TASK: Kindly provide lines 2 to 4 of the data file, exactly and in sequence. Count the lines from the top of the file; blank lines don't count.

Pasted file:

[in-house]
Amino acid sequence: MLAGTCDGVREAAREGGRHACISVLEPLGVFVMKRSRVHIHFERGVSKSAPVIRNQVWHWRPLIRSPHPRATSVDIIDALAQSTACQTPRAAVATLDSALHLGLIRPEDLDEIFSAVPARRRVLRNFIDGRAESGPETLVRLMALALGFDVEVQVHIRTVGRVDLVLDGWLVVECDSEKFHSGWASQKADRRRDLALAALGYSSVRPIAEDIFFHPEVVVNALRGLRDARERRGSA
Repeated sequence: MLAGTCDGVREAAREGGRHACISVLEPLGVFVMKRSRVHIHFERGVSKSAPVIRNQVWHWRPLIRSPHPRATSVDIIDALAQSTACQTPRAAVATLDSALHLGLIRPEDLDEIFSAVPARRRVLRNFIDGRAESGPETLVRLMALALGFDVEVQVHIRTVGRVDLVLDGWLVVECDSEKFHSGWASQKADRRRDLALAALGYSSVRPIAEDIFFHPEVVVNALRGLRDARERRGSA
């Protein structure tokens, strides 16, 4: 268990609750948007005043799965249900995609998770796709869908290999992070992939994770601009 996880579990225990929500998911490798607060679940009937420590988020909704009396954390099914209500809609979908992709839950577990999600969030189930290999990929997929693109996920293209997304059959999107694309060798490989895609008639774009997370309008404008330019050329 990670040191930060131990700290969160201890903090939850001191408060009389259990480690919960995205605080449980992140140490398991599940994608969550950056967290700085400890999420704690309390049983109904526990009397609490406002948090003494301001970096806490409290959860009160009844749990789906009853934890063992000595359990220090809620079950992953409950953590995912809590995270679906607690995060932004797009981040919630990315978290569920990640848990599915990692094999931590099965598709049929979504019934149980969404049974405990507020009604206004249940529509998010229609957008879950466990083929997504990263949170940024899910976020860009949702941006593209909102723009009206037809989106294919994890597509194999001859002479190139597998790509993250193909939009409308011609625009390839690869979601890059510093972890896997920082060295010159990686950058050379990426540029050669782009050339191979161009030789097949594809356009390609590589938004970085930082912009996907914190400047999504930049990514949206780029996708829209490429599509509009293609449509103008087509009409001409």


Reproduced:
Amino acid sequence: MLAGTCDGVREAAREGGRHACISVLEPLGVFVMKRSRVHIHFERGVSKSAPVIRNQVWHWRPLIRSPHPRATSVDIIDALAQSTACQTPRAAVATLDSALHLGLIRPEDLDEIFSAVPARRRVLRNFIDGRAESGPETLVRLMALALGFDVEVQVHIRTVGRVDLVLDGWLVVECDSEKFHSGWASQKADRRRDLALAALGYSSVRPIAEDIFFHPEVVVNALRGLRDARERRGSA
Repeated sequence: MLAGTCDGVREAAREGGRHACISVLEPLGVFVMKRSRVHIHFERGVSKSAPVIRNQVWHWRPLIRSPHPRATSVDIIDALAQSTACQTPRAAVATLDSALHLGLIRPEDLDEIFSAVPARRRVLRNFIDGRAESGPETLVRLMALALGFDVEVQVHIRTVGRVDLVLDGWLVVECDSEKFHSGWASQKADRRRDLALAALGYSSVRPIAEDIFFHPEVVVNALRGLRDARERRGSA
């Protein structure tokens, strides 16, 4: 268990609750948007005043799965249900995609998770796709869908290999992070992939994770601009 996880579990225990929500998911490798607060679940009937420590988020909704009396954390099914209500809609979908992709839950577990999600969030189930290999990929997929693109996920293209997304059959999107694309060798490989895609008639774009997370309008404008330019050329 990670040191930060131990700290969160201890903090939850001191408060009389259990480690919960995205605080449980992140140490398991599940994608969550950056967290700085400890999420704690309390049983109904526990009397609490406002948090003494301001970096806490409290959860009160009844749990789906009853934890063992000595359990220090809620079950992953409950953590995912809590995270679906607690995060932004797009981040919630990315978290569920990640848990599915990692094999931590099965598709049929979504019934149980969404049974405990507020009604206004249940529509998010229609957008879950466990083929997504990263949170940024899910976020860009949702941006593209909102723009009206037809989106294919994890597509194999001859002479190139597998790509993250193909939009409308011609625009390839690869979601890059510093972890896997920082060295010159990686950058050379990426540029050669782009050339191979161009030789097949594809356009390609590589938004970085930082912009996907914190400047999504930049990514949206780029996708829209490429599509509009293609449509103008087509009409001409």